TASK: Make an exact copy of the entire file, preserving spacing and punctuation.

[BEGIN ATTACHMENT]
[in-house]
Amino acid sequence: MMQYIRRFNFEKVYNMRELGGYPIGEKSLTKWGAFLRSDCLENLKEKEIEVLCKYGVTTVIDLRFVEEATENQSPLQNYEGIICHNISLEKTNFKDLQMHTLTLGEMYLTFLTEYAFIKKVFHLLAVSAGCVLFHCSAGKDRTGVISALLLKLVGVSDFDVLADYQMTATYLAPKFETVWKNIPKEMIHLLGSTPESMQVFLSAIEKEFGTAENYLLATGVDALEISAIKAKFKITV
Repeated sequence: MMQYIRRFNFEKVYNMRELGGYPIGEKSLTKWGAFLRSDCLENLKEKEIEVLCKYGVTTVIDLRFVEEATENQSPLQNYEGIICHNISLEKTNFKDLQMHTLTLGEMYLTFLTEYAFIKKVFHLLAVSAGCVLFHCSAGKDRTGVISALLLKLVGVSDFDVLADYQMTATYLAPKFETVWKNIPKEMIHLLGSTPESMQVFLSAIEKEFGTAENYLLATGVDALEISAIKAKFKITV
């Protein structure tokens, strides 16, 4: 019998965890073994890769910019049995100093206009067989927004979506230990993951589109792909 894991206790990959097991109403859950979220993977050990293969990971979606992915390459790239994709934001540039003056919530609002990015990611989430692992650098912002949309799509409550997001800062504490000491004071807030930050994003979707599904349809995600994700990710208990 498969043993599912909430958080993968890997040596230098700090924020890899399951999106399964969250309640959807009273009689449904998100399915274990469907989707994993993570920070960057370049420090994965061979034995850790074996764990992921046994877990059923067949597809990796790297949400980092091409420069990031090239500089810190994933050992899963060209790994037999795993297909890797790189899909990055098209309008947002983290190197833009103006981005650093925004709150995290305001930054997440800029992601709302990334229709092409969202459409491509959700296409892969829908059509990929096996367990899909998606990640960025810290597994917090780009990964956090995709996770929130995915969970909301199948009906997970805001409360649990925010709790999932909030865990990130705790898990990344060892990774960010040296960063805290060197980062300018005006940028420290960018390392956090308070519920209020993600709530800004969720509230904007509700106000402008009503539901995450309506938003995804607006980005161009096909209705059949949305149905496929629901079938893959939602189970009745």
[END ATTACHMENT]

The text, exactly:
[in-house]
Amino acid sequence: MMQYIRRFNFEKVYNMRELGGYPIGEKSLTKWGAFLRSDCLENLKEKEIEVLCKYGVTTVIDLRFVEEATENQSPLQNYEGIICHNISLEKTNFKDLQMHTLTLGEMYLTFLTEYAFIKKVFHLLAVSAGCVLFHCSAGKDRTGVISALLLKLVGVSDFDVLADYQMTATYLAPKFETVWKNIPKEMIHLLGSTPESMQVFLSAIEKEFGTAENYLLATGVDALEISAIKAKFKITV
Repeated sequence: MMQYIRRFNFEKVYNMRELGGYPIGEKSLTKWGAFLRSDCLENLKEKEIEVLCKYGVTTVIDLRFVEEATENQSPLQNYEGIICHNISLEKTNFKDLQMHTLTLGEMYLTFLTEYAFIKKVFHLLAVSAGCVLFHCSAGKDRTGVISALLLKLVGVSDFDVLADYQMTATYLAPKFETVWKNIPKEMIHLLGSTPESMQVFLSAIEKEFGTAENYLLATGVDALEISAIKAKFKITV
């Protein structure tokens, strides 16, 4: 019998965890073994890769910019049995100093206009067989927004979506230990993951589109792909 894991206790990959097991109403859950979220993977050990293969990971979606992915390459790239994709934001540039003056919530609002990015990611989430692992650098912002949309799509409550997001800062504490000491004071807030930050994003979707599904349809995600994700990710208990 498969043993599912909430958080993968890997040596230098700090924020890899399951999106399964969250309640959807009273009689449904998100399915274990469907989707994993993570920070960057370049420090994965061979034995850790074996764990992921046994877990059923067949597809990796790297949400980092091409420069990031090239500089810190994933050992899963060209790994037999795993297909890797790189899909990055098209309008947002983290190197833009103006981005650093925004709150995290305001930054997440800029992601709302990334229709092409969202459409491509959700296409892969829908059509990929096996367990899909998606990640960025810290597994917090780009990964956090995709996770929130995915969970909301199948009906997970805001409360649990925010709790999932909030865990990130705790898990990344060892990774960010040296960063805290060197980062300018005006940028420290960018390392956090308070519920209020993600709530800004969720509230904007509700106000402008009503539901995450309506938003995804607006980005161009096909209705059949949305149905496929629901079938893959939602189970009745």